So after the force of nature that was the Iguazu Falls we began our journey to the next part of our trip!
We took short flight from Foz do Iguacu to São Paulo and transferred onto our next flight to Campo Grande (approx 4 hours in total). When we arrived our private guide and minbus awaited to transport us to where we would stay for the next few nights Caiman Ecological Refuge. Given the isolated nature of the Pantanal the drive took 3 hours. We watched the towns and villages of Brazil speed past our windows as the heat of the day turned to pitch black night and clear skies. Something that I never knew about Brazil was how early the sun sets each day!
As we hit the last part of our drive our son (I won’t confirm which one!) decided he couldn’t wait any longer and desperately needed a quick toilet break. By this time we were well into the Pantanal… in Jaguar territory… and I was not willing to get out of the minibus to stand guard!!! (Neither the guide or the driver looked willing to step outside!). So my other half reluctantly agreed to stand guard behind him. I’ve never seen either of them run so fast back to the minibus. Picture this road… in the dark of night!
Tired and a little frazzled (particularly as our second flight was VERY turbulent) we stepped into the lodge from the darkest quite outside into a very welcoming and friendly room of people. Both the lodge staff and the other guests introduced themselves straight away.
Caiman Ecological Refuge is located on a 53,000 hectare ranch 36 km from the small town of Miranda, in the Pantanal wetlands in the State of Mato Grosso do Sul.
As mentioned in the first part of my Brazil blog we had booked our trip via Bespoke Brazil and were ecstatic when they recommended the Caiman Ecological Refuge. It was exactly the type of experience we had dreamed of. To quote the description from the itinerary they sent us…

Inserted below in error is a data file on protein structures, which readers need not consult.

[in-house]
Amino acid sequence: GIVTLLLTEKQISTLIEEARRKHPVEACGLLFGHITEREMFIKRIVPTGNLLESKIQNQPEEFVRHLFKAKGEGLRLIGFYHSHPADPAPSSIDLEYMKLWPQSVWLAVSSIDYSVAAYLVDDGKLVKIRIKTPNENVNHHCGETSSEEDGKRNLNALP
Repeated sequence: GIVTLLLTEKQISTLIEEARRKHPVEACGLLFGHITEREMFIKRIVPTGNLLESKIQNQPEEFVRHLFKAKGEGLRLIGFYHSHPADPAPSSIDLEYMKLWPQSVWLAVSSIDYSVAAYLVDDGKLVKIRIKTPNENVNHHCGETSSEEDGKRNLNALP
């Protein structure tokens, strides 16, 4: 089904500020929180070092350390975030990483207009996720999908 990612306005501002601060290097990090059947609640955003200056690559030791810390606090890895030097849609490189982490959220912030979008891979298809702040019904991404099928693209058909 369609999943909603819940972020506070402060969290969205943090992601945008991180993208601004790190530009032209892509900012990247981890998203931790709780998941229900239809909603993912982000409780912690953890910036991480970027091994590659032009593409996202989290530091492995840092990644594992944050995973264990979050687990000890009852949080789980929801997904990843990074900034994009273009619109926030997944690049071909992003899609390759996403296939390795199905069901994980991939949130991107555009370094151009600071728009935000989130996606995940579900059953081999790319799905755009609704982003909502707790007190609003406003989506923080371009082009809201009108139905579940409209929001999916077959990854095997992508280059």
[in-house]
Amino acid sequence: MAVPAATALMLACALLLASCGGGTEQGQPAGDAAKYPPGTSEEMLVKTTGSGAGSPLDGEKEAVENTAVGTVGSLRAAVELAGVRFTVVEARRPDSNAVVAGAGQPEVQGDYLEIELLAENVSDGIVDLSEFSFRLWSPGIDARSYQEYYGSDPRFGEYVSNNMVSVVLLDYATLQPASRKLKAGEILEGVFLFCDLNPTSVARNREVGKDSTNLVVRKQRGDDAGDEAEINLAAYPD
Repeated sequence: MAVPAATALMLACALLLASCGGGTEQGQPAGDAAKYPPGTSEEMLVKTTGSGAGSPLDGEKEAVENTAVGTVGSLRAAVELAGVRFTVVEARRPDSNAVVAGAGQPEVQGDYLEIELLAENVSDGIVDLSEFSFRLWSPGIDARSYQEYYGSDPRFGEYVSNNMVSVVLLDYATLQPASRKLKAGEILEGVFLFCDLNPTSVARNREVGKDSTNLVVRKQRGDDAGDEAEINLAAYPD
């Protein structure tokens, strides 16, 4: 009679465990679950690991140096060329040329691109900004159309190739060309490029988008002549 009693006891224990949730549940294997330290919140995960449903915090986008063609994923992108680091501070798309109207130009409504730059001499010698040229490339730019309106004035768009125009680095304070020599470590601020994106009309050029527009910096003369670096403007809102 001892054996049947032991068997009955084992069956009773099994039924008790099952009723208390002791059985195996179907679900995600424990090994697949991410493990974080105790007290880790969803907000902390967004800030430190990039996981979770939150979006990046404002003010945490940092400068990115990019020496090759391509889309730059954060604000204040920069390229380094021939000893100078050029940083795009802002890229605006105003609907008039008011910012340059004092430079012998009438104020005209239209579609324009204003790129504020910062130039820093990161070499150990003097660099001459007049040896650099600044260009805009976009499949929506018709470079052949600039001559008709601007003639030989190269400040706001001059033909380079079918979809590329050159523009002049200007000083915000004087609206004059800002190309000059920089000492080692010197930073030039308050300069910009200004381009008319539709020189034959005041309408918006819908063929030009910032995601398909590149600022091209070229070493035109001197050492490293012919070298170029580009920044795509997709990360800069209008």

“Located on a 53,000 hectare ranch, in the magnificent setting of the Pantanal wetlands of Mato Grosso
do Sul state, Refugio Ecologico Caiman is a cattle farm, an important centre for nature conservation
projects and home to the region’s most exclusive ecolodges. Caiman Lodge was established in 1985 as
the first ecotourism operation in the Southern Pantanal. Since then it has aimed at creating and offering
visitors a means of getting close to the region’s nature and culture, while pursuing excellence in
hospitality services and gastronomy. Its two lodges Cordilheira (5 suites) and Baiazinha (6 rooms) are 22
kms apart and run independent operations. Caiman operates an important Nature Conservation
Programme, which is recognised domestically and internationally. This consists of maintaining a Private
Reserve of Natural Patrimony (RPPN) on a 5,600 hectare area and supporting various research and
species management projects carried out on the whole ranch. Important conservation projects focus on
the stunning blue hyacinth macaws and Americas’ biggest predator, the elusive jaguar.
And we were not disappointed! (It even had a resident Capybara)…
We had booked two double bedrooms within the Baiazinha Lodge and each one had it’s own balcony and view of the lake. There are 6 rooms in total in this lodge so we shared our 4 nights with another family of 4 and two couples.
We spent the next four days and nights experiencing the wonders of the Pantanal. Our group of 8 were taken all around the Caiman Ecological Refuge by a local cowboy who taught us all about how the cowboys live and work on the land, and the projects that their families are also involved in. We also were lucky to have very knowledgeable and experienced biologists as our tour guides for the bird watching safaris (see above!).
I would love to go back again and again to see the Pantanal! It really was a trip of a lifetime and true inspiration to see some of the conservation projects they have going on. In particular the ONÇAFARI JAGUAR PROJECT and the HYACINTH MACAW PROJECT.
My favourite moment of the whole trip was the last morning… we had been out searching for jaguars and hadn’t had any luck. On the very last drive back to the lodge the rumblings of our jeep disturbed a jaguar resting under the shade of the road in a flood water pipe. I was so excited I only managed very shaky snap of him – who we later worked out to be “Brutus” (you can meet the other jaguars here).
I hope you get to experience the Pantanal too one day!
Digital Sunshine x